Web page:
3). Scale Down Heating & Cooling Equipment. A super-insulated and air-sealed building requires only a fraction of the energy to heat and cool. High-efficiency heating equipment will drop the building’s heating needs by 10%. Insulating pipes and high-efficiency boilers with indirect hot water heaters will drop hot water energy usage by 41%.

4). Improve Indoor Air Quality. Indoor air quality is expected to increase substantially with the use of fresh air trickle vents and by renovating the existing ventilation system with Aeroseal and CAR dampers.

5). Harness the Sun. Solar thermal for hot water can reduce a building’s energy usage. Hot water energy use is expected to drop by 37% due to the solar hot water system.

6). Reduce Plug Load. Using Energy Star® appliances, fluorescent and LED lighting fixtures can decrease an existing building’s energy usage. Energy use of refrigerators and lighting is expected to drop by 53%.

Results. The Castle Square Deep Energy Retrofit is expected to reduce total building energy consumption by 73%.

Kingspan’s Super Insulated Shell
The super insulated shell of Castle Square is an insulated metal cladding over a mineral-fiber blanket backed by a fluid-applied air and moisture barrier, attached directly over the original walls of the un-insulated brick and concrete. This shell will deliver the bulk of the high-energy savings while also beautifying the neighborhood. Using the super-insulated shell concept also allowed the tenants to remain in their homes during the project with minimal disruption.

The four seven-story buildings of the complex were literally wrapped in the super-insulated shell. The project team selected Kingspan’s Mini-Wave and Micro-Rib panels from Kingspan Insulated Panels North America. The panels provide an insulative value of R-41, twice what current codes require. The 5-inch Kingspan panels accomplish the deep-energy retrofit’s enclosure goals while furnishing the building with its beautiful and durable new facade.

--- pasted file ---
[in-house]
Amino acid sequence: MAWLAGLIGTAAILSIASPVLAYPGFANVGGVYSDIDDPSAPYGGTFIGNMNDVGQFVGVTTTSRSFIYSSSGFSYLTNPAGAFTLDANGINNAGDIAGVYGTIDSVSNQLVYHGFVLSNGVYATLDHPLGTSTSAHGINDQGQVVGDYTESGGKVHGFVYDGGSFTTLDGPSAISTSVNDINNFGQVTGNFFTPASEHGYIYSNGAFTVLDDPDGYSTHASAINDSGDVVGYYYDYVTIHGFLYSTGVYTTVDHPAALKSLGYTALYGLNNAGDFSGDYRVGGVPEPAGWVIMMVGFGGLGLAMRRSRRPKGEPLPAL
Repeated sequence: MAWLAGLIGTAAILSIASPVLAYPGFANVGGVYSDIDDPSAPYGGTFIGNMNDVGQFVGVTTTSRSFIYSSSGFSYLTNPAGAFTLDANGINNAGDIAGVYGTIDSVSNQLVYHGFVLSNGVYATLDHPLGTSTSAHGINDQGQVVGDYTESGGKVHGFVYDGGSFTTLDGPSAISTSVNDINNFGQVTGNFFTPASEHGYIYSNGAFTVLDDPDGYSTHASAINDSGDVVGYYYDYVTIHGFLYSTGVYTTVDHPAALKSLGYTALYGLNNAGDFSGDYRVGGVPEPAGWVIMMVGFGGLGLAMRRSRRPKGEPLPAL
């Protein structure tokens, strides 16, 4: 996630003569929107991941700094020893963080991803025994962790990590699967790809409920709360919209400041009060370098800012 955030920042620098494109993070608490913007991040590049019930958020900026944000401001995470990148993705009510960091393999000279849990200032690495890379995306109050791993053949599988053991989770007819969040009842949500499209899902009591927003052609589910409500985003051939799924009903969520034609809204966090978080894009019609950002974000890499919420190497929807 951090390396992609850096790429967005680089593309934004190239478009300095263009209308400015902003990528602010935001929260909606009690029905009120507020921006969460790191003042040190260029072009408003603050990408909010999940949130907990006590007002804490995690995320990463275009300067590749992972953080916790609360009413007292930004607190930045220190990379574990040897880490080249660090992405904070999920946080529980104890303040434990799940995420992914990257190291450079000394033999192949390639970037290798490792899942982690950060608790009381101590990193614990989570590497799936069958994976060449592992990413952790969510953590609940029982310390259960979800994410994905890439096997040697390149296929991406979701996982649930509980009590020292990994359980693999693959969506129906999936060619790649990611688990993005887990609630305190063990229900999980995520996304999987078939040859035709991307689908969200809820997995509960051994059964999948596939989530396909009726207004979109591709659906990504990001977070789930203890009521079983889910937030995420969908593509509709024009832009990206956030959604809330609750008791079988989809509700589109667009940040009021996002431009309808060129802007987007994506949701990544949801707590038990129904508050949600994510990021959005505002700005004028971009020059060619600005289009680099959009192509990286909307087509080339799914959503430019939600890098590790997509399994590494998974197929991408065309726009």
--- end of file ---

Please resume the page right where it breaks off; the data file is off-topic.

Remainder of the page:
The design team considered other exterior shell options before selecting Kingspan. They found that by using the interlocking panels from Kingspan, no scaffolding would be needed, generating a large cost savings. The Kingspan interlocking system was more affordable than other systems, and it was interlocking, thereby minimizing thermal bridging, which was a huge plus in the Kingspan shell.

“Kingspan’s insulated metal panels (IMPs) installed on the building provide a single-element-exterior-cladding solution, optimized thermal efficiency, and are ideal for “Deep RetroFit” applications. IMPs are factory-assembled wall and roof cladding components consisting of a polyiso insulation core sandwiched between interior and exterior steel skins with factory-formed joints allowing quick installation.

The combination of a monolithic panel assembly and integrated joints allow IMPs to function as the vapor, moisture, and air barrier in addition to providing excellent thermal performance. Thermal continuity and performance is achieved across the entire building envelope, and the strength of the composite panel allows attachment to steel framing with minimal thermal bridging. The energy model for the project showed energy-cost savings of IMPs and resulting ROI exceeding that of solar panels,” explained Paul Bertram, FCSI, LEED AP, Kingspan’s director of Environment & Sustainability.

“Kingspan was great to work with and supplied a level of understanding and compassion for the project that went above and beyond,” relates Clark.
The visual transformation of the building continued with high-efficiency windows (R-5) combined with a super-insulated reflective roof (R-40). The existing ballasted roof was removed and taken down to the original insulation. More insulation was added to the existing insulation bringing the roof up to R-40 and the new super-insulated reflective roof was installed over it.

“Windows during the original renovation were going to be sliders but changed to casement windows for the DER. Casement windows are much tighter and more efficient. During the planning in 2009, R-5 windows were not very common and were hard to find. Thankfully they are easier to get today,” said Clark. To address the tenants’ complaint of air quality, the team viewed each apartment as an individual house. They needed to figure out how leaky the building was and how best to seal those leaks. The team sealed up walls and windowsills. Scopes were run through the ductwork. Building Science Corporation also used a tool called a blower door test. This special calibrated fan sucks air out of the building and simultaneously measures how fast air leaks back into the building. During this process, leaks can actually be felt and overall air leakage in the apartment was measured and repairs made on site.